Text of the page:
CBS's Friday Night Movie is a blockbuster: Tony Curtis and Sidney Poitier in "The Defiant Ones." (8:00 p.m.) It's one of director Stanley Kramer's infamous "message" movies, and a couple of weeks after the assassination of Martin Luther King Jr. it's sure to pack a punch. For my money though, I'd prefer "Jazz: The Intimate Art" on The Bell Telephone Hour (9:00 p.m., NBC, except for KSTP, which routinely seems to preempt this program - cretins), with Louis Armstrong, Dave Brubeck, Dizzy Gillespie, and Charles Lloyd. And WTCN's 9:00 movie is a pretty good one, especially for television buffs: 1959's "The Last Angry Man," with David Wayne as a television executive who must convince a Brooklyn doctor to appear on his show in order to save his job. As the crusty doctor, veteran Paul Muni receives his fifth Best Actor Oscar nomination.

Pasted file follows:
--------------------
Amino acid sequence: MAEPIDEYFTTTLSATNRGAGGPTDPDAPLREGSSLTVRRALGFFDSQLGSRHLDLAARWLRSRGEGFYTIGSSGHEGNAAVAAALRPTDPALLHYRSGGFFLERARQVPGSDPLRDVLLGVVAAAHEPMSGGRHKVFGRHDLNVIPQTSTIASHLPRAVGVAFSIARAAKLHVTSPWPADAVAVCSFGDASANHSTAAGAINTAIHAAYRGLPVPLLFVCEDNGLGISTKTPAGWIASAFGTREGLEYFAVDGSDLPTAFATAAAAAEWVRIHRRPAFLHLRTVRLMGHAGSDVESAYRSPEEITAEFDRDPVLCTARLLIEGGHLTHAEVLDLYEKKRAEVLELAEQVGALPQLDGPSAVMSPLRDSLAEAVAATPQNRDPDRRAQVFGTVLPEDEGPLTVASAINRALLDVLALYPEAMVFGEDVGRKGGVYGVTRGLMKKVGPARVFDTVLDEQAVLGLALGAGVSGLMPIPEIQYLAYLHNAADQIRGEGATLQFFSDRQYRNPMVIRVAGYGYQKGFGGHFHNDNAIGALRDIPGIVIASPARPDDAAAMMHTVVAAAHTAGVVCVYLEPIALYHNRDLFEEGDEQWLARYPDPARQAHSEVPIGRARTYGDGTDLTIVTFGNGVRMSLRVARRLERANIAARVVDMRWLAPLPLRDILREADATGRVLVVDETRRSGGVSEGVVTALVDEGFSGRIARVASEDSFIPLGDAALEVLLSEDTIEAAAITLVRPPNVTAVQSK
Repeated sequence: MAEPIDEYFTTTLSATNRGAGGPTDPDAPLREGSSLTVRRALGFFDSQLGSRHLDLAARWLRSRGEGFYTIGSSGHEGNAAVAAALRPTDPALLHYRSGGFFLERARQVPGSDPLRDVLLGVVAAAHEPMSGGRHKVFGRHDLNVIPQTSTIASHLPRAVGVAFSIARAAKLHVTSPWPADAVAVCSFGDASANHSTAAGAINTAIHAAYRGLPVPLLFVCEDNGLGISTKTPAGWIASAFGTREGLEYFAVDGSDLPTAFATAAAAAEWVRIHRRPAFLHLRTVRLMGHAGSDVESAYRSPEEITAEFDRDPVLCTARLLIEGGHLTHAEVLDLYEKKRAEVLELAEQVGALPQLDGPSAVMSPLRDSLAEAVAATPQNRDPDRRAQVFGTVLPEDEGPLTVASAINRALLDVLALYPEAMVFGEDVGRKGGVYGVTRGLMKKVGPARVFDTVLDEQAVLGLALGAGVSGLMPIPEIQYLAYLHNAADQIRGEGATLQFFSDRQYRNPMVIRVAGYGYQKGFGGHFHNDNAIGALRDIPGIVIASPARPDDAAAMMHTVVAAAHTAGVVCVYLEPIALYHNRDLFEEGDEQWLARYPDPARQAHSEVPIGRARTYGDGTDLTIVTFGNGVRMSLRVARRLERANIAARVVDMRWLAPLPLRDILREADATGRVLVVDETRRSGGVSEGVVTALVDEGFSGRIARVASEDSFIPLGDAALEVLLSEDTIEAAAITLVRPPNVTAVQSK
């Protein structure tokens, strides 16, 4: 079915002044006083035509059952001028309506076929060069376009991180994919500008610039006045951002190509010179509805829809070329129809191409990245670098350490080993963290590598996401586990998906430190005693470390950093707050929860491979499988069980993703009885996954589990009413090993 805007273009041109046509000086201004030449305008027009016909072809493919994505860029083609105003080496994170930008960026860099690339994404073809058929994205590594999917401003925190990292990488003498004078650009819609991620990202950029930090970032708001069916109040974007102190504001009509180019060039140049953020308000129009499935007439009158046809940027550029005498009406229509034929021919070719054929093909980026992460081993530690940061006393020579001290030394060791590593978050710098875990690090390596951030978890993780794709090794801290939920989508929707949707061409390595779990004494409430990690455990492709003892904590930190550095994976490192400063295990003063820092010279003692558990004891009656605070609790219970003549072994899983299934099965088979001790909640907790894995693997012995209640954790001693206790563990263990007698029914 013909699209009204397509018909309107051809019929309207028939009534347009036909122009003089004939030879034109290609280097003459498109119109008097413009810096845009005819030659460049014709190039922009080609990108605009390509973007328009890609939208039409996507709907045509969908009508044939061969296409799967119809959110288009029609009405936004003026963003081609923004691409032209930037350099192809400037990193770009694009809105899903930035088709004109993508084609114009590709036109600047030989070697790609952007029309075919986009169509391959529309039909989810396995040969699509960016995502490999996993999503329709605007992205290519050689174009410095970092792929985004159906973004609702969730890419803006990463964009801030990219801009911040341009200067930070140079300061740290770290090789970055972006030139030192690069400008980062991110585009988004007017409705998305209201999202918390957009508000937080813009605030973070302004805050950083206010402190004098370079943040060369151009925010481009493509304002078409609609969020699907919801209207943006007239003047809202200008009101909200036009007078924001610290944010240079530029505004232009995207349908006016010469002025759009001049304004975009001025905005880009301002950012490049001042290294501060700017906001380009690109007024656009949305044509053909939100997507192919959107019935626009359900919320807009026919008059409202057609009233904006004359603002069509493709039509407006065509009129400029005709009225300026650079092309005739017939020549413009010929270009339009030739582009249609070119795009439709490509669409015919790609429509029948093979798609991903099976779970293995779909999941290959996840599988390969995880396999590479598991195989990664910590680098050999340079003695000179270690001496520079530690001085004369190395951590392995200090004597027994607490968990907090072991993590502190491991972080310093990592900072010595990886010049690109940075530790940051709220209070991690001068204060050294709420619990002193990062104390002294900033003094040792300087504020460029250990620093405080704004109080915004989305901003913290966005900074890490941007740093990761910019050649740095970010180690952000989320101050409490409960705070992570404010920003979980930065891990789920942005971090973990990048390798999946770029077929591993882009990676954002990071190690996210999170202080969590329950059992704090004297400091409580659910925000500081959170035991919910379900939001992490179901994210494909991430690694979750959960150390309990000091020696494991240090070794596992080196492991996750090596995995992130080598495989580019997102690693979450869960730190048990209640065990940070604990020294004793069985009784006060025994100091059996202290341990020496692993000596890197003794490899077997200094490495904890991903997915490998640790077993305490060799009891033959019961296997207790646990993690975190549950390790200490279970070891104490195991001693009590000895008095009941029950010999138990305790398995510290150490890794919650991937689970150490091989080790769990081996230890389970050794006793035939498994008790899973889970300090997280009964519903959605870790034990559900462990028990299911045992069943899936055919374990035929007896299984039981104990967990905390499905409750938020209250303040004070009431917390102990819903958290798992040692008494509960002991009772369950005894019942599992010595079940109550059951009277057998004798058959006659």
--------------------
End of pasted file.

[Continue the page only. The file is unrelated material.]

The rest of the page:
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We'll end the week with another of those great "little did they know" stories, this time courtesy of the New York TV Teletype: "A two-hour version of the old stand-by "Heidi" will be visible on NBC next November, starring Maximilian Schell, Michael Redgrave, Walter Slezak and Peter Van Eyck, among others." It's hard to imagine from that innocent little remark what huge consequences were in store. Ask the fans of the Raiders and Jets how it turned out. TV